Inspired by the unfinished 1917 Buster Keaton/Fatty Arbuckle comedy film Moon-shine, this collection of cutting edge, groove-oriented tunes by Douglas’s electrified, genre-bending Keystone band picks up where 2005’s Keystone left off. Recorded before a live audience at the Mermaid Arts Centre in Bray, Ireland, Moonshine features the returning cast of Gene Lake on drums, Marcus Strickland on tenor sax, Brad Jones on bass and DJ Olive on turntables, with Adam Benjamin replacing Jamie Saft on keyboards.
“Dog Star” echoes some of the spacious, mysterioso vibe of early Weather Report, circa Mysterious Traveller, while also showcasing some bravura turns by the trumpeter-bandleader. The title track is a slamming bit of funk spiced with a healthy dose of reverb on DJ Olive’s percussive turntable work. Douglas and Strickland play cat-and-mouse on top of this surging groove while Lake slams with authority underneath. Benjamin’s slightly distorted Fender Rhodes solo here adds a ’70s retro touch while Strickland’s gutsy tenor solo here is more Wilton Felder than John Coltrane. Douglas’ crackling trumpet solo on this vibrant funk anthem is outstanding.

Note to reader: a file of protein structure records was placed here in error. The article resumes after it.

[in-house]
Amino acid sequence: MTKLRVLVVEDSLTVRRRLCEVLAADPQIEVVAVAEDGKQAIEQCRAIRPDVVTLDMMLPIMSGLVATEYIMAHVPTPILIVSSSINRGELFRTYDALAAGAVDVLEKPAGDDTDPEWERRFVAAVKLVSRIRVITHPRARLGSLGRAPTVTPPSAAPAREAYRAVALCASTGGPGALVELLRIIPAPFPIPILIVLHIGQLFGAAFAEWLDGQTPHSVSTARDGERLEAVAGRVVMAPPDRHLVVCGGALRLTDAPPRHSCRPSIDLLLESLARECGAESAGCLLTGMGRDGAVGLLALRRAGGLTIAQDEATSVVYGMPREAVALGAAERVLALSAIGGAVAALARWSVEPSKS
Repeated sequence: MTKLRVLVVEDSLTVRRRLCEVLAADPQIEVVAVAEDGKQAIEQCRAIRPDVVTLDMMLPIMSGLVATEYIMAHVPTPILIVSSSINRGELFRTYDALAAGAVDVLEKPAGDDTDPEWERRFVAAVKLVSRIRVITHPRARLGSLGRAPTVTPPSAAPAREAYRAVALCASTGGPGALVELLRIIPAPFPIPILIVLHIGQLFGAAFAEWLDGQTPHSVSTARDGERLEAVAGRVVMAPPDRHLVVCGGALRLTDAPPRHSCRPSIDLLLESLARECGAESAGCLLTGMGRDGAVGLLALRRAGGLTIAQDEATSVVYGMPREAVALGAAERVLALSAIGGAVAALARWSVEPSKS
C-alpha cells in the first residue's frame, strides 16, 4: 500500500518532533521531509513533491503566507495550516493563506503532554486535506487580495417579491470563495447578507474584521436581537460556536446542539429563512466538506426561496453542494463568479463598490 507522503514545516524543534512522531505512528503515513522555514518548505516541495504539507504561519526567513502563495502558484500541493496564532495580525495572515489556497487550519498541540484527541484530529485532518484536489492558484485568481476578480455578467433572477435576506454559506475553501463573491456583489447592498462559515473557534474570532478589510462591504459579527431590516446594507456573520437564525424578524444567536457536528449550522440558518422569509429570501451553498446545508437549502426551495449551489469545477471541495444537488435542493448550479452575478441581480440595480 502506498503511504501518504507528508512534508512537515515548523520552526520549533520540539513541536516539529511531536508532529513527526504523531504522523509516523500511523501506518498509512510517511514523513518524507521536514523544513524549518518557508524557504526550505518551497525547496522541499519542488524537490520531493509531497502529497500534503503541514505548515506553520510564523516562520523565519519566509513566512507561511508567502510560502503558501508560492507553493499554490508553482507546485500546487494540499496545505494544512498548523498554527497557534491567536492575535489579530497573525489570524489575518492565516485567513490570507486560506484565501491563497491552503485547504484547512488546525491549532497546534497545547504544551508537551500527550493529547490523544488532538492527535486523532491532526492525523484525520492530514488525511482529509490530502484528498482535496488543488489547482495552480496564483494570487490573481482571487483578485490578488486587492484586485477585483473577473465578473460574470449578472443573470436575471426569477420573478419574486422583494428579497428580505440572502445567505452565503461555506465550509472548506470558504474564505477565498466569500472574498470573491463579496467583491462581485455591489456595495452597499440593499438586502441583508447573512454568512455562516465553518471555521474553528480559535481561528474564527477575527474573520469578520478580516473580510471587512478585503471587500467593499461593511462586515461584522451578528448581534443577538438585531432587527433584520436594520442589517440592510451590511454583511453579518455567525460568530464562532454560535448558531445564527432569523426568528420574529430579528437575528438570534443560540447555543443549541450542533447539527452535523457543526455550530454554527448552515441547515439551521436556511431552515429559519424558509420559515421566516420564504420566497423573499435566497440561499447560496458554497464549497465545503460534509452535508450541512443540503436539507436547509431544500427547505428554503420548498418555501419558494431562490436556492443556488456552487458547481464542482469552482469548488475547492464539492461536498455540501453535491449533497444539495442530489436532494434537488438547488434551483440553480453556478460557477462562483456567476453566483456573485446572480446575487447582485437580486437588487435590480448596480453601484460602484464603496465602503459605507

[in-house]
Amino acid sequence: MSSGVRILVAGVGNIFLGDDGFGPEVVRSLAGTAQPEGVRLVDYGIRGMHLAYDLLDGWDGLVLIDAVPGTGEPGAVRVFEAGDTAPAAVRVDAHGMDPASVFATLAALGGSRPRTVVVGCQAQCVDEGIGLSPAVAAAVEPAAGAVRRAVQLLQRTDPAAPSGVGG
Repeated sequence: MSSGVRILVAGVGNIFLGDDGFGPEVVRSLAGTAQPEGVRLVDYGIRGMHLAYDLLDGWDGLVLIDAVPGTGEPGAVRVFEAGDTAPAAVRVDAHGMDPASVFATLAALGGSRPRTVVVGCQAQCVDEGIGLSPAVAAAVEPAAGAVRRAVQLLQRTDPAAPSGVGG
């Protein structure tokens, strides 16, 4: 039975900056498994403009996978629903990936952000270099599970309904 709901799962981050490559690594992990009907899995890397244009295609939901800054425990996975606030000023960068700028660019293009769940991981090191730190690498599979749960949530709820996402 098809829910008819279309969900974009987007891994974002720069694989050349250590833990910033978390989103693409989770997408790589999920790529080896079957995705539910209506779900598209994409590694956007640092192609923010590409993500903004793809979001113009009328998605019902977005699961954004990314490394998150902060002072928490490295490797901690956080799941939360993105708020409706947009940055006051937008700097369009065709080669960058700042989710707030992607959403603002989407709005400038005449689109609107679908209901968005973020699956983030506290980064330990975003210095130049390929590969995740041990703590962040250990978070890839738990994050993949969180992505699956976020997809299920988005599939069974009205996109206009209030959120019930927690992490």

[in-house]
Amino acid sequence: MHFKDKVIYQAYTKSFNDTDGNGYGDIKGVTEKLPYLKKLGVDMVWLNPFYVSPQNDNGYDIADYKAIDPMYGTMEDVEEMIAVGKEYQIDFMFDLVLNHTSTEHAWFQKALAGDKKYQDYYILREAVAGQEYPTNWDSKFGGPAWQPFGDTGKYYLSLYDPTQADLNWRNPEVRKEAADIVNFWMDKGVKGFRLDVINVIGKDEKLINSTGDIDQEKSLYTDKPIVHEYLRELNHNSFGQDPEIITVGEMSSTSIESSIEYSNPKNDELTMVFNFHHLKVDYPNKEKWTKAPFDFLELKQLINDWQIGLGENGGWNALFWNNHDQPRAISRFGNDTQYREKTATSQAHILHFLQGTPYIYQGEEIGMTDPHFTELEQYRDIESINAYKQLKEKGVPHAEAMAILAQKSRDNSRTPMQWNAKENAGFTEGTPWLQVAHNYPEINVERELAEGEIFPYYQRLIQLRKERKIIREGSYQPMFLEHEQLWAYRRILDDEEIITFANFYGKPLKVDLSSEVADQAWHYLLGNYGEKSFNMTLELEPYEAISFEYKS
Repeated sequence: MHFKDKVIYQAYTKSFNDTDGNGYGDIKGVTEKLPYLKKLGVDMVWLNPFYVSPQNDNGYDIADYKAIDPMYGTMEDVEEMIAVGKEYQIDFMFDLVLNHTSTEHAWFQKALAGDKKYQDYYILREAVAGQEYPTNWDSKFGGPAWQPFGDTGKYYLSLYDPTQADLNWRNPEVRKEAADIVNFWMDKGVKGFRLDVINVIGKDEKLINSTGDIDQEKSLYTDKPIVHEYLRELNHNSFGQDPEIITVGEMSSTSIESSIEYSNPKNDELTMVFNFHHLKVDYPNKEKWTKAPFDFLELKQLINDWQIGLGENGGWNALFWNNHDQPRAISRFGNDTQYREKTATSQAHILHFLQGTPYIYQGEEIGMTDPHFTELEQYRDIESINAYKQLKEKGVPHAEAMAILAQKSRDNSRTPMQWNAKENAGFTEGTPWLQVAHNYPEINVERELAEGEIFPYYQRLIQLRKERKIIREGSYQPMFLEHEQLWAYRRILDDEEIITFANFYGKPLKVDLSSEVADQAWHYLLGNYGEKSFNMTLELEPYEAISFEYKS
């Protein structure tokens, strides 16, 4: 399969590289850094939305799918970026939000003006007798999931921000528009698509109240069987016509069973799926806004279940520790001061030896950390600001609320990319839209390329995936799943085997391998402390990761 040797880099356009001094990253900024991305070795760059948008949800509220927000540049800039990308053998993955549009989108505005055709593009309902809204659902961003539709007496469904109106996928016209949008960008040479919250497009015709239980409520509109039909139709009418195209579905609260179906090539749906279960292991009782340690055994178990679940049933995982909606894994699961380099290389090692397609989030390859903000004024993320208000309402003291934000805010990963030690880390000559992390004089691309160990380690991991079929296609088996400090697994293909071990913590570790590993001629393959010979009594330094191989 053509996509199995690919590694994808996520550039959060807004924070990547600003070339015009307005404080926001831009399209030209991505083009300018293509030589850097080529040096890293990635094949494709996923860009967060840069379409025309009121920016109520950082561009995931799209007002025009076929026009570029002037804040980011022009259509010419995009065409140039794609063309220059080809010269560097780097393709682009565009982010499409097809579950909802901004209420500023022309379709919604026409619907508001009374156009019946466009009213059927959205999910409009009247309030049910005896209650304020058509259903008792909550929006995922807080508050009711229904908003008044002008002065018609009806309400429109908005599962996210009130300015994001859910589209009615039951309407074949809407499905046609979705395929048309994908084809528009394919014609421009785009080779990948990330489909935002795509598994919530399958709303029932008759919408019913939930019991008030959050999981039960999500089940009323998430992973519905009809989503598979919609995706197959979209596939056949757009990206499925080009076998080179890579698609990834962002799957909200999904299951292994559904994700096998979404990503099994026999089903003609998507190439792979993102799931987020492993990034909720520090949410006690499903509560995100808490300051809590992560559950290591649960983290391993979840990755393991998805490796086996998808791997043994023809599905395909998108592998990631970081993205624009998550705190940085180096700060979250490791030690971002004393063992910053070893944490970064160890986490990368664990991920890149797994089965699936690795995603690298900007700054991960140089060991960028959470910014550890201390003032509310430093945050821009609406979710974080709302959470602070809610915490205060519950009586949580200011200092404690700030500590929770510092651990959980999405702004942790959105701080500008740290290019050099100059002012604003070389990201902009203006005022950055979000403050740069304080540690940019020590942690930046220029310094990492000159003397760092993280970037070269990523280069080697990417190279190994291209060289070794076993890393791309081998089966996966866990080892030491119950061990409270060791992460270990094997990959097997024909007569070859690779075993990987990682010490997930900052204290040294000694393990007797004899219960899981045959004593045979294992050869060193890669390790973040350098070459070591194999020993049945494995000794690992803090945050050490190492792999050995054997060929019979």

“Married Life” is a labyrinth of tempo shifting and mood altering, colored by Olive’s psychedelic “ear cookies” flying in and out of the mix and further enhanced by Benjamin’s alternately dreamy and grunge-laden Rhodes solo. Stickland’s tenor work on a free section is probing and provocative, at times tipping into the Albert Ayler zone, while Douglas maintains a more deliberate approach in the fray. Olive’s tendencies as sonic provocateur color the atmospheric “Flood Plane” while Benjamin’s heavily effected Rhodes sets a raucous tone on the throbbing rock-fueled number “Kitten.”
“Tough,” an irrepressibly funky number (with a sly quote from “Star Eyes” in the middle of Douglas’ urgent solo) is where the band crosses over with verve into electronica/hip-hop territory. (One can picture this infectious groove being sampled by scores of beat-savvy producers). “Scopes” is a short burst of intense energy with Strickland wailing over the top of a relentless polyrhythmic pulse with fierce abandon, and Douglas delivers some of his strongest trumpet playing on “Silent Stars,” his ode to the two inspirations of this audaciously creative outing.